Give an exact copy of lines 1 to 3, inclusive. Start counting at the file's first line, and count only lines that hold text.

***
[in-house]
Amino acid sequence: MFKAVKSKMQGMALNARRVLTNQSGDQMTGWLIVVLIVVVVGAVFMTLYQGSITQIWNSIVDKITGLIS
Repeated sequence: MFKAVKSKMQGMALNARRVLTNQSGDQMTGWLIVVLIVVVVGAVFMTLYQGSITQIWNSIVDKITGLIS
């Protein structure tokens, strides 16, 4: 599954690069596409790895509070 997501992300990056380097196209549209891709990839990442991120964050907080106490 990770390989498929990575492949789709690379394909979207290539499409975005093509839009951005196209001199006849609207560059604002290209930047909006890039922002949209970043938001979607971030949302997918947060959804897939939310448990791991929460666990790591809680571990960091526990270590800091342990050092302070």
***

[in-house]
Amino acid sequence: MFKAVKSKMQGMALNARRVLTNQSGDQMTGWLIVVLIVVVVGAVFMTLYQGSITQIWNSIVDKITGLIS
Repeated sequence: MFKAVKSKMQGMALNARRVLTNQSGDQMTGWLIVVLIVVVVGAVFMTLYQGSITQIWNSIVDKITGLIS